SIX QUESTIONS FOR 'SIX SIX SIX'

Six Questions for 'Six Six Six'
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SIX QUESTIONS FOR 'SIX SIX SIX'



Written by Kate Kelsall
05 Monday 05th March 2012

Holy Ghost is an artistic collective and curated online space that occasionally roams out into the realm of the real for exhibitions such as Six Six Six. It was founded in 2008 by Matthew Ritson and Alexander McLuckie. Submissions come from a global network of phtographers with an leaning towards 35mm film and analog.

For their latest gallery enterprise, they teamed up with Protein pop-up exhibitions and inhabited 18 Hewett Street in Shoreditch for Six Six Six which ran for just, you guessed it, six days from the 1st March. Six young photographers were given six days to shoot 36 exposures and experiment within a structure that proved to be both limiting and liberating. 
 
 
 
Having just 36 exposures and six days must have produced a conflict of interests between savouring each frame and seizing the limited moments as they arose. How did this affect your practice? Were you more structured and restrained or did it make you spontaneous and impulsive?
 
I chose to shoot a single frame for every financial transaction I made or received within six days. Each shot represents a money exchange, whether it be with a person or with a machine. So my project was very structured and restrained.
 
I'm used to carrying my compact 35mm camera everywhere and just shooting lovely or ridiculous stuff I come across - I couldn't do that, everything had to relate back to this financial theme - so it got pretty frustrating at times.
 
I'm not one of those photographers who is constantly shooting everything, every day and my commissioned portrait sessions are always kept short and simple. So even though this project got frustrating, I quite enjoyed the restrictions - it was a good lesson in discipline and helped me believe in the methods I apply to my every day photographic work.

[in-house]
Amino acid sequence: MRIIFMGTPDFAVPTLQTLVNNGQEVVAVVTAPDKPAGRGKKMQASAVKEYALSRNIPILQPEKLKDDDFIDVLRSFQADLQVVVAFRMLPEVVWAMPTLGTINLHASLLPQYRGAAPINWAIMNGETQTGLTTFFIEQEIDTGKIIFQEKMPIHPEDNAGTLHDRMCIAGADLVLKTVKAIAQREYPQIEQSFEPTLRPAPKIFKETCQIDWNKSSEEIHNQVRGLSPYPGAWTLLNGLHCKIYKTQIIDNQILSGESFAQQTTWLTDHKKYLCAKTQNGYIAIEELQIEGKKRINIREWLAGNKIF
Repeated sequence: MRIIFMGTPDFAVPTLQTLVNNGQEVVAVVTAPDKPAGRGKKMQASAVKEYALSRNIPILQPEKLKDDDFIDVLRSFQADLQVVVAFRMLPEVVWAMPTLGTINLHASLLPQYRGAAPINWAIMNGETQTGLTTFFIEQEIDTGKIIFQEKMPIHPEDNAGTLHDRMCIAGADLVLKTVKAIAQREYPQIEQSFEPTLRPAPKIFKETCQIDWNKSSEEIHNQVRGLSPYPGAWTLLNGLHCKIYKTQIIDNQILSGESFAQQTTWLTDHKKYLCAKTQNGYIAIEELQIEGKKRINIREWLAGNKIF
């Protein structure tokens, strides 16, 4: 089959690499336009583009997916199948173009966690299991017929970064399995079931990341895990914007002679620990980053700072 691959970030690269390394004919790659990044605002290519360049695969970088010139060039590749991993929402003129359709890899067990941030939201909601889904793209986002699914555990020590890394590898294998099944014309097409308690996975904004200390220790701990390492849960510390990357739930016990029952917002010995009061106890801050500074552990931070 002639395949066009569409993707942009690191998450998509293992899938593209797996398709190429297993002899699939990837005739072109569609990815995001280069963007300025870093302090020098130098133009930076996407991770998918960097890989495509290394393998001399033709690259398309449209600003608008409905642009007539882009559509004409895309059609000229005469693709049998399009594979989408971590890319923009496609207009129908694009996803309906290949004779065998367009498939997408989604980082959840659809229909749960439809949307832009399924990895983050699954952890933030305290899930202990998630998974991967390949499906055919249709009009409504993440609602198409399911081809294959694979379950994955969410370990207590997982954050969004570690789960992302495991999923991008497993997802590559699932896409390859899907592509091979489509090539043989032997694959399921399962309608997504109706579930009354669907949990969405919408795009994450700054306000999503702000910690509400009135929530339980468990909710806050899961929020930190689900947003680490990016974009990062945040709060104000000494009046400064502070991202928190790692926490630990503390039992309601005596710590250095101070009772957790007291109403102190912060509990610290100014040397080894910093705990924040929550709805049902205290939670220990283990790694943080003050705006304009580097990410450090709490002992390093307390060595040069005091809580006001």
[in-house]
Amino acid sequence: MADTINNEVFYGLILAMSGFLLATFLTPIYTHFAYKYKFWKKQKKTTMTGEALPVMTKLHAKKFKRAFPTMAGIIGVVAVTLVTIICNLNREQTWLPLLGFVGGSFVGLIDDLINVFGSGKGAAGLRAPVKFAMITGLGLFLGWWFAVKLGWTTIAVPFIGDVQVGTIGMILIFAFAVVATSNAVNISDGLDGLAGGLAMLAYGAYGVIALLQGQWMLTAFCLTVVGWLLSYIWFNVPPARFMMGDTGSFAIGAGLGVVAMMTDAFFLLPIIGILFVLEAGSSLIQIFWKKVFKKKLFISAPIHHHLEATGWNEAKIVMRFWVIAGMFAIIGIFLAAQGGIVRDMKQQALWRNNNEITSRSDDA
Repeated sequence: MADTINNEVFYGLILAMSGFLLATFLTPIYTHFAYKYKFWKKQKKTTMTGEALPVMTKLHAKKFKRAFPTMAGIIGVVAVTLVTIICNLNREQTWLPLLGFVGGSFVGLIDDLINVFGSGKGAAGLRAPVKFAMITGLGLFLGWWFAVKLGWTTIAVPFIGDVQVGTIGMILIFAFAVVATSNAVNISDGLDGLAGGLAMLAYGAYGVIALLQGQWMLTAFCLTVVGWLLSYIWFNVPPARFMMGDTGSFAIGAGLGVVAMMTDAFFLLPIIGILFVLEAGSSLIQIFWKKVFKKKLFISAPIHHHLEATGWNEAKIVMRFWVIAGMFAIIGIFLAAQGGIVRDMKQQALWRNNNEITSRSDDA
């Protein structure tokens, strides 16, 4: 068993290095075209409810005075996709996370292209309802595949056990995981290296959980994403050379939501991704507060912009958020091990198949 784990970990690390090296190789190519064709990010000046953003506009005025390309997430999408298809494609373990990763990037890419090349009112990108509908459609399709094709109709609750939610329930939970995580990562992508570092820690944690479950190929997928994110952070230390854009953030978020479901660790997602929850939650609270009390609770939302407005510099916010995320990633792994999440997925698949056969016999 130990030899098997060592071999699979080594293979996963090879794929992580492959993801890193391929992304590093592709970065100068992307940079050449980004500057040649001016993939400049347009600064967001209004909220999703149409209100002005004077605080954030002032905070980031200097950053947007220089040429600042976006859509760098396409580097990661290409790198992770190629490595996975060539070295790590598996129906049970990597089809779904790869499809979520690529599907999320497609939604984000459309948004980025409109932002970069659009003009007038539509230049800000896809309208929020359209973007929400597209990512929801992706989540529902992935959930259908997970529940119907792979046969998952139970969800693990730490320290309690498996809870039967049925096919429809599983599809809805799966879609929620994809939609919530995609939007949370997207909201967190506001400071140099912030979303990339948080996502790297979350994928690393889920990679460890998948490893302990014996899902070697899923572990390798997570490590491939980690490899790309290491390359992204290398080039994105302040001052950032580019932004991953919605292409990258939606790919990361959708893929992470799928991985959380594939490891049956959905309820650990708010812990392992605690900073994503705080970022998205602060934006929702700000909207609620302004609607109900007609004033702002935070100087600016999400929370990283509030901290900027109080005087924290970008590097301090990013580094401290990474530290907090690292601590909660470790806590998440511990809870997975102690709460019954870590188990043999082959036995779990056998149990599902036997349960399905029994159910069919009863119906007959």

Six Six Six removed all editing and selection from the game. How important are these aspects within your normal practice and how did it feel to have these tools taken away?
 
Initially thinking I had only one weekend in which to shoot the roll and send it from Leeds, time was my main issue, and my photos ended up looking pretty much like my visual stream of (half) consciousness over a 24 hour period. Which goes to show that clearly most of the thinking usually comes after I’ve taken the actual photographs, not before. So yes, the selection process is very important to me in my normal practice, but it was definitely refreshing to have that taken away. Especially because I think my favourites from the roll were the six that were entirely block coloured light leaks – normally, I wouldn’t get to see those printed.
 
 
 
 
 
Given the only 'choice' you were able to make was between shooting exclusively in landscape or portrait, which did you go for and why?
 
I tried to not over think what I was going to do for the task but I had a couple of shots in my mind that were going to be in portrait so I just worked with that for the rest of the shots.
 
 
 
 
You didn't get to see the fruits of your labour until opening night - that's pretty brave! Talk us through the experience of viewing your work for the first time, surrounded by other gallery goers!
 
My original idea didn't really work as well as I'd hoped it would. The idea was to fog all the film, but it only ended up fogging the first three. So it was a bit of a disappointment, but I liked the portraits, the mix of characters sat well together. It's always nice to exhibit work, I like overhearing people criticising your work, sometimes helps you to understand it better. The more critical the better.
 
 
 
 
The aim of the exhibition was to reveal 'a complex insight into the methodology' of the photographers involved. How do you feel that your 36 exposures represent your style, method and message? 
 
My work isn't necessarily a representation of my style or message. The photographic style is relatively neutral, and I was primarily interested in the method of display; the grid. As such, I was aware of how the work would be viewed as a whole, a collection, and chose to shoot a topology, with no focus on any particular image. It's all about context.
 
 
 
 
What, if anything, has Six Six Six revealed to you about the role of 'self curation' in your work and do you think the experience will impact your approach in the future?